This is a story about Portia Mahlobo from Johannesburg as told to Natasha Joseph
A 40-minute phone conversation with Portia Mahlobo is like a double espresso for the soul and the brain. She’s full of ideas – and, unlike some people who are all talk and no action, Portia brings those ideas to life through a combination of hard work, networking and a passion for three things in particular: mothers and motherhood; land ownership and communities being able to sustain themselves. The evening of our chat follows one of Portia’s “self-care” days, when she puts aside her phone and doesn’t check her emails. But, she admits, she didn’t have the day to herself. About 30 women came to her Johannesburg home, most on foot and having walked around 10 kms from informal settlements in search of any food parcels she had left over from the week’s deliveries. The security guard at her complex, mindful of COVID-19 restrictions, didn’t want to let anyone in; Portia convinced him that there was no harm in a socially distanced, properly masked hand over of food to these mothers desperate to feed their families. It was, she tells me, “a quiet day”. It also offers a small window into one of the biggest effects of this pandemic: crushing, devastating hunger.
As any South African with even half an eye on their world knows, hunger isn’t a unique side-effect of COVID-19. It’s a daily reality. That’s why sustainability and land ownership matter so deeply to Portia, who is originally from Umlazi in KwaZulu-Natal but has spent most of the past 15 years in Johannesburg. She grew up with a mother who gardened and, as a teenager, resented having to spend any time tending the soil or checking seeds. But her mother’s passion was as indelible as the soil beneath her fingernails after hours in the garden, and today Portia believes a plot of land rich with seeds and crops is everyone’s right – not just a privilege. “Land ownership and food sovereignty are especially important in impoverished black households,” she says. And this isn’t reserved for rural spaces: inspired by edible landscaping gardens flourishing in US and European cities, Portia wants to see green shoots in South Africa’s urban backyards and office parks. Her plans for using corporate food garden projects to drive empowerment programmes designed to create a fund that will get teenage mothers back to school shows just how intertwined and intersectional her thinking is.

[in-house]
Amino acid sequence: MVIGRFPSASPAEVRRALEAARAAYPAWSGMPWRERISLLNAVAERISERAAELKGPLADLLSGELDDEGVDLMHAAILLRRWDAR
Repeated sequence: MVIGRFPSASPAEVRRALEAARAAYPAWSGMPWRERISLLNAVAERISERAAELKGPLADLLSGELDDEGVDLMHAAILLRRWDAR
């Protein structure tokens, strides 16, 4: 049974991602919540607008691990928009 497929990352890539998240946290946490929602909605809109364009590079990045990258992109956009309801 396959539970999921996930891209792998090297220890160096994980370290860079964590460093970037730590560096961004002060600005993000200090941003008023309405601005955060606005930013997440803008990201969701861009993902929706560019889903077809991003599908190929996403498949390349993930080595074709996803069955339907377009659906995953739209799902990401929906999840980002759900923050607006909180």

But for now, with COVID-19 putting so much on hold, her main focus is on her “The IThemba Project” an initiative that began as a response the struggles of hungry families during lockdown and teamed up with the Green Business College and Tim Abaa, who is running what’s called the Ubuntu Project to deliver food parcels to homes in Zuurbekom. At the same time, households are asked whether they want to start a food garden. If they say yes, Tim and his team ask some questions and talk people through preparations. Portia, Tim and others then deliver seedlings, compost and a gardening magazine; they also provide tutorials on WhatsApp and answer any questions the new gardeners may have. The seedlings include household staples like beetroot, spinach, tomatoes and herbs. Local “champions” are identified to learn and then teach others; skills sharing that means more and more people – many of them women – feel confident enough to start gardens that can feed their families.
By early June, Portia and the team she worked with had put together food parcels for over 2000 families.
She does all of this, by the way, on a volunteer basis, partnering with existing organisations and identifying those who know particular areas and people’s needs best. It’s a long way from the high-flying corporate property career she began in her early 20s. That was derailed by trauma; by some tough moments – and by Portia’s own realisation that she wanted more than conventional success in a capitalist system. During a recent visit to her mother’s KZN home, she found a hymn book from her days as a pupil at Durban Girls’ High School. The words to one hymn leapt out at her then as they had many years before: “And the blessing I shall ask is that God will grant me, to be brave and strong and true.” She pauses. “I knew then that I wanted to…that I was called to help others.” She took some left turns along the way, but now – amid lush food gardens alongside dusty streets, and standing at her gate giving food to women who have walked for hours just to feed their families – she is living out the next line of the hymn: “And to fill the world with love my whole life through.”